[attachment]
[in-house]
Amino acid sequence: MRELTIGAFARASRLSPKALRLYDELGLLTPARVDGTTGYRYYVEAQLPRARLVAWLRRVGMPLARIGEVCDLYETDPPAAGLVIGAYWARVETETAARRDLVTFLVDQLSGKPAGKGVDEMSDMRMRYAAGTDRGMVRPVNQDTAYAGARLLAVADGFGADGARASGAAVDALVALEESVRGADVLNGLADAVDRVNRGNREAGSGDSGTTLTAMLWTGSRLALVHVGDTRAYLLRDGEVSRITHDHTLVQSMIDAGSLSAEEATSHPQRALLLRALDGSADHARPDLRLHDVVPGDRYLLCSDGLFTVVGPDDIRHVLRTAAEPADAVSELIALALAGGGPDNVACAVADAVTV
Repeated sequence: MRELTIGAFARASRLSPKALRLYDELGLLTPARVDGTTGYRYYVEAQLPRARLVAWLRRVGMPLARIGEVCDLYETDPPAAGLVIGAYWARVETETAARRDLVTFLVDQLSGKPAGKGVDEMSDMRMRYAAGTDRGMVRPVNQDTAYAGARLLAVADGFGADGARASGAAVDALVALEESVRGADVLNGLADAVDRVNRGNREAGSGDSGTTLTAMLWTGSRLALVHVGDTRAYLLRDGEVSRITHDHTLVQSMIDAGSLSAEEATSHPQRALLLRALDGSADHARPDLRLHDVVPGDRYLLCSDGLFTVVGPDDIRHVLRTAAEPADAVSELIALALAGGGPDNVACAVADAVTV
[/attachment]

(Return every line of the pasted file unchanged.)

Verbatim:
[in-house]
Amino acid sequence: MRELTIGAFARASRLSPKALRLYDELGLLTPARVDGTTGYRYYVEAQLPRARLVAWLRRVGMPLARIGEVCDLYETDPPAAGLVIGAYWARVETETAARRDLVTFLVDQLSGKPAGKGVDEMSDMRMRYAAGTDRGMVRPVNQDTAYAGARLLAVADGFGADGARASGAAVDALVALEESVRGADVLNGLADAVDRVNRGNREAGSGDSGTTLTAMLWTGSRLALVHVGDTRAYLLRDGEVSRITHDHTLVQSMIDAGSLSAEEATSHPQRALLLRALDGSADHARPDLRLHDVVPGDRYLLCSDGLFTVVGPDDIRHVLRTAAEPADAVSELIALALAGGGPDNVACAVADAVTV
Repeated sequence: MRELTIGAFARASRLSPKALRLYDELGLLTPARVDGTTGYRYYVEAQLPRARLVAWLRRVGMPLARIGEVCDLYETDPPAAGLVIGAYWARVETETAARRDLVTFLVDQLSGKPAGKGVDEMSDMRMRYAAGTDRGMVRPVNQDTAYAGARLLAVADGFGADGARASGAAVDALVALEESVRGADVLNGLADAVDRVNRGNREAGSGDSGTTLTAMLWTGSRLALVHVGDTRAYLLRDGEVSRITHDHTLVQSMIDAGSLSAEEATSHPQRALLLRALDGSADHARPDLRLHDVVPGDRYLLCSDGLFTVVGPDDIRHVLRTAAEPADAVSELIALALAGGGPDNVACAVADAVTV